Department of Labor Office of Inspector General Office of Audit


Highlights of Report Number: 05-06-006-06-001, to the Acting Assistant Secretary for Mine Safety and Health Administration

Coal Mine Hazardous Condition Complaint Process Should Be Strengthened
We found that development of an overall strategy for promoting the process would help ensure promotional efforts by CMS&H’s 11 districts are consistent and complete. Additionally, CMS&H had not ensured effective performance by the contractor used to receive complaints filed with MSHA headquarters. A significant number of hazardous condition complaints filed with MSHA headquarters and directly with the districts were not evaluated or inspected timely. These delays may have subjected miners to prolonged hazardous conditions. Further, process improvements are needed to ensure complaint evaluations and inspections are thorough, consistent, and in accordance with the Mine Act and MSHA policy. CMS&H management analysis relied on reports that were based on complaints filed solely with MSHA headquarters; about one-third of the total complaints. The reports did not include complaints filed directly with the districts. Additionally, information reported to the public on hazardous condition complaints was incomplete.

The Mine Safety and Health Act of 1977 (Mine Act) gives miners and miner representatives the right to confidentially file a complaint and obtain an immediate inspection when there are reasonable grounds to believe that an imminent danger, or a violation of the Mine Act or a mandatory safety or health standard, exists. The OIG completed a performance audit of the hazardous condition complaint process managed by MSHA’s Office of Coal Mine Safety and Health (CMS&H). The audit found that CMS&H’s hazardous condition complaint process should be strengthened to ensure: the process is promoted consistently; complaints are evaluated and inspected timely, consistently, and in accordance with applicable requirements; and information used to manage the process or reported to the public is complete.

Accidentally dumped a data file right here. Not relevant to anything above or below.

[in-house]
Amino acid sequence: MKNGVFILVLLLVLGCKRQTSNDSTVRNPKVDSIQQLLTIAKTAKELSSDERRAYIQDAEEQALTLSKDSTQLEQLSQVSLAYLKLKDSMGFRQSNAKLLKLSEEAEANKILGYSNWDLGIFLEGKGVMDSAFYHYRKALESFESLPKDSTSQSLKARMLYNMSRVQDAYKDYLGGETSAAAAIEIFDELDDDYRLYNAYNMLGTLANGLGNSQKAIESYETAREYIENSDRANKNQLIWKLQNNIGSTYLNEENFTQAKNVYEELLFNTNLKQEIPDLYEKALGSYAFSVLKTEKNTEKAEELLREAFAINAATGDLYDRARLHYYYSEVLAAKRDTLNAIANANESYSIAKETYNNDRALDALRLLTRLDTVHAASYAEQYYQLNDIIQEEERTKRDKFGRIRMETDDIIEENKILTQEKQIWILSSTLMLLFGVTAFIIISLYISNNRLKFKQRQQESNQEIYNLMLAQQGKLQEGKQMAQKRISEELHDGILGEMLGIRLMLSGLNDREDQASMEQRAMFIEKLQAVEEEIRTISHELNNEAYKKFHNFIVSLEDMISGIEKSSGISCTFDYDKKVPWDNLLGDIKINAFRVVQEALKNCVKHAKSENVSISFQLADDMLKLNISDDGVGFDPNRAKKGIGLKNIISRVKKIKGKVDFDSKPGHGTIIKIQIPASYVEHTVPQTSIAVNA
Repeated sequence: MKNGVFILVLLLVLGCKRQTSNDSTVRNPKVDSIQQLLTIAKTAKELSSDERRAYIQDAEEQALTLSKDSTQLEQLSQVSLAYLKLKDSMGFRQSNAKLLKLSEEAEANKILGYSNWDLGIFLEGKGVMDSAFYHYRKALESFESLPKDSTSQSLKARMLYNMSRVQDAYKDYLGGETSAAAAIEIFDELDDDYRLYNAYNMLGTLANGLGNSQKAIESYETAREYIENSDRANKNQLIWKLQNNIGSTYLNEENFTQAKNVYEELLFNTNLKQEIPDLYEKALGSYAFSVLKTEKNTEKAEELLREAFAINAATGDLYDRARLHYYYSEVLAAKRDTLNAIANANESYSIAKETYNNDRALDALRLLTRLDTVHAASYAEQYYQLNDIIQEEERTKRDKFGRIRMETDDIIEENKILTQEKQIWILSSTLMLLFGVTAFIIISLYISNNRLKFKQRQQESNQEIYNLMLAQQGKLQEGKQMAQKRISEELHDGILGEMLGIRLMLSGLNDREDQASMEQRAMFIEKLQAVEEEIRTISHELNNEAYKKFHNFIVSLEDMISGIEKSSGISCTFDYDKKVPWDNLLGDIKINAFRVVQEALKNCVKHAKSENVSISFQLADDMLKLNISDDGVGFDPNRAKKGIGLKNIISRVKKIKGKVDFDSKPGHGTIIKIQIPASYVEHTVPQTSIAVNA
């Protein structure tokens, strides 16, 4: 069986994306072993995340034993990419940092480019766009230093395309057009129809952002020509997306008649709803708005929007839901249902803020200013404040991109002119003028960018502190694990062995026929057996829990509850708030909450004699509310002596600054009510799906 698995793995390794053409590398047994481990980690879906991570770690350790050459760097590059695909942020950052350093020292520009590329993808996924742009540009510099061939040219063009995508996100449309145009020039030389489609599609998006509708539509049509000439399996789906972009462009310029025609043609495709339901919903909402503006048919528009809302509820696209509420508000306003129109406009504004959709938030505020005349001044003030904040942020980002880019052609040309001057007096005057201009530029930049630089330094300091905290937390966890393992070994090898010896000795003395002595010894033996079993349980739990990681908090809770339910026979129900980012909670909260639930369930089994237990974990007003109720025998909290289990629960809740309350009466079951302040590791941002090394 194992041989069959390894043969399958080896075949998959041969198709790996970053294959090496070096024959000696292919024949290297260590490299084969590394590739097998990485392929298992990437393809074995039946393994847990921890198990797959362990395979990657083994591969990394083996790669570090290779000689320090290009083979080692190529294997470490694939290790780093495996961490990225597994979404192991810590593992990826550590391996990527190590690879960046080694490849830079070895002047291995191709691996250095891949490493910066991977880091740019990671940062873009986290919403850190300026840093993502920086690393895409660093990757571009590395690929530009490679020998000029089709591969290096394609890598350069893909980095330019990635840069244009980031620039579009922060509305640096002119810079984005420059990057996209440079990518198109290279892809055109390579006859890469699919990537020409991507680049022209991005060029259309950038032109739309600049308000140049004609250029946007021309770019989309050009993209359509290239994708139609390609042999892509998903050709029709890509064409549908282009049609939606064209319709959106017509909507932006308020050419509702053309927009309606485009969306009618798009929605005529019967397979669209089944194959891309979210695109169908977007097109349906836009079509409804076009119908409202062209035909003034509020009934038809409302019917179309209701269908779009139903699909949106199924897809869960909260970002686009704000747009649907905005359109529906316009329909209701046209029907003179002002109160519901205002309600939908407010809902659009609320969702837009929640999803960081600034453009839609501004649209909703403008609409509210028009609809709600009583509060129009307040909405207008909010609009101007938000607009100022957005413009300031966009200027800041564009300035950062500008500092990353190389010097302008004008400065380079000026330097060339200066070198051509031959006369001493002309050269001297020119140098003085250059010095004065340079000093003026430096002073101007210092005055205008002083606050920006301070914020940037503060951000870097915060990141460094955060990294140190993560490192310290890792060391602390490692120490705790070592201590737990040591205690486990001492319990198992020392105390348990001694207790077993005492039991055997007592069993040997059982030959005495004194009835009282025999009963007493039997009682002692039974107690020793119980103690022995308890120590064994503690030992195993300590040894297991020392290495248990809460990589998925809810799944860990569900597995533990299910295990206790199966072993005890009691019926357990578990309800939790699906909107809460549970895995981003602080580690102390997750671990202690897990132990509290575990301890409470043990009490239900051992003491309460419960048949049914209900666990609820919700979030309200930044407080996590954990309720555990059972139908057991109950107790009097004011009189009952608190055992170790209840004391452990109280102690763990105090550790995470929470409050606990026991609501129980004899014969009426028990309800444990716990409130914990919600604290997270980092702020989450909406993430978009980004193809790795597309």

CMS&H’s hazardous condition complaint process is the mechanism in place to satisfy the statutory requirement for immediate inspections in response to complaints filed by miners or miner representatives. It is, therefore, critically important that the process work effectively in giving miners and their representatives a voice and a means to ensure appropriate and prompt action is taken to remove hazardous conditions from the nation’s coal mines. Additionally, the recent increase in coal mine fatalities underscores the need to continuously improve processes that minimize safety and health risks in the coal mines. While there were 22 coal mine fatalities in all of 2005, there were 33 coal mine fatalities in the first 6 months of 2006.

We make 13 recommendations to the Acting Assistant Secretary for MSHA, summarized as follows: ensure efforts to promote the hazardous condition complaint process are planned, monitored and evaluated, and complaints are recorded accurately and completely; ensure the expectation of evaluation and inspection timeliness is quantified and that timeliness is monitored and systemic reasons for delays are identified and addressed; ensure complaint evaluations and inspections are consistent and in accordance with the Mine Act and MSHA policy; and ensure complaint information used by CMS&H to manage the process or reported to the public is complete. MSHA initiated or planned corrective action to address 11 of our 13 recommendations. MSHA did not agree to implement corrective action for two recommendations.

To view the report, including the scope, methodology, and full agency response, go to: http://www.oig.dol.gov/public/reports/oa/2006/0506-006-06-001.pdf